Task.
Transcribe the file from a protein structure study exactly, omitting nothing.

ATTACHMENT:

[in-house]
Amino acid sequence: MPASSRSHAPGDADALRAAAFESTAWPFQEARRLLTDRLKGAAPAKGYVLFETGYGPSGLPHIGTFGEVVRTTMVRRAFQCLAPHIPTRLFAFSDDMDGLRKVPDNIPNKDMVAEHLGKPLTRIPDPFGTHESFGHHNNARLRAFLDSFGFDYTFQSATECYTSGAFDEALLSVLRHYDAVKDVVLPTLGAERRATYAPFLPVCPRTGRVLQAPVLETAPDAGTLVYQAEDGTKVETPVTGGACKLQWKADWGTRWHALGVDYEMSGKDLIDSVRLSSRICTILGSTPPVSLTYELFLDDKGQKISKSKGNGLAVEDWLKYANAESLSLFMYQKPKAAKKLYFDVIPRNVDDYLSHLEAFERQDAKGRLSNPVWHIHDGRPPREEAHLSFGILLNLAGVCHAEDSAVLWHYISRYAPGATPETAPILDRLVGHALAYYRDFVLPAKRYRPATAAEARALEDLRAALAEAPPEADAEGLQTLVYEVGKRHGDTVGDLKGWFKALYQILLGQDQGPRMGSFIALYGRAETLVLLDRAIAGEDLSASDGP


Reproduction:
[in-house]
Amino acid sequence: MPASSRSHAPGDADALRAAAFESTAWPFQEARRLLTDRLKGAAPAKGYVLFETGYGPSGLPHIGTFGEVVRTTMVRRAFQCLAPHIPTRLFAFSDDMDGLRKVPDNIPNKDMVAEHLGKPLTRIPDPFGTHESFGHHNNARLRAFLDSFGFDYTFQSATECYTSGAFDEALLSVLRHYDAVKDVVLPTLGAERRATYAPFLPVCPRTGRVLQAPVLETAPDAGTLVYQAEDGTKVETPVTGGACKLQWKADWGTRWHALGVDYEMSGKDLIDSVRLSSRICTILGSTPPVSLTYELFLDDKGQKISKSKGNGLAVEDWLKYANAESLSLFMYQKPKAAKKLYFDVIPRNVDDYLSHLEAFERQDAKGRLSNPVWHIHDGRPPREEAHLSFGILLNLAGVCHAEDSAVLWHYISRYAPGATPETAPILDRLVGHALAYYRDFVLPAKRYRPATAAEARALEDLRAALAEAPPEADAEGLQTLVYEVGKRHGDTVGDLKGWFKALYQILLGQDQGPRMGSFIALYGRAETLVLLDRAIAGEDLSASDGP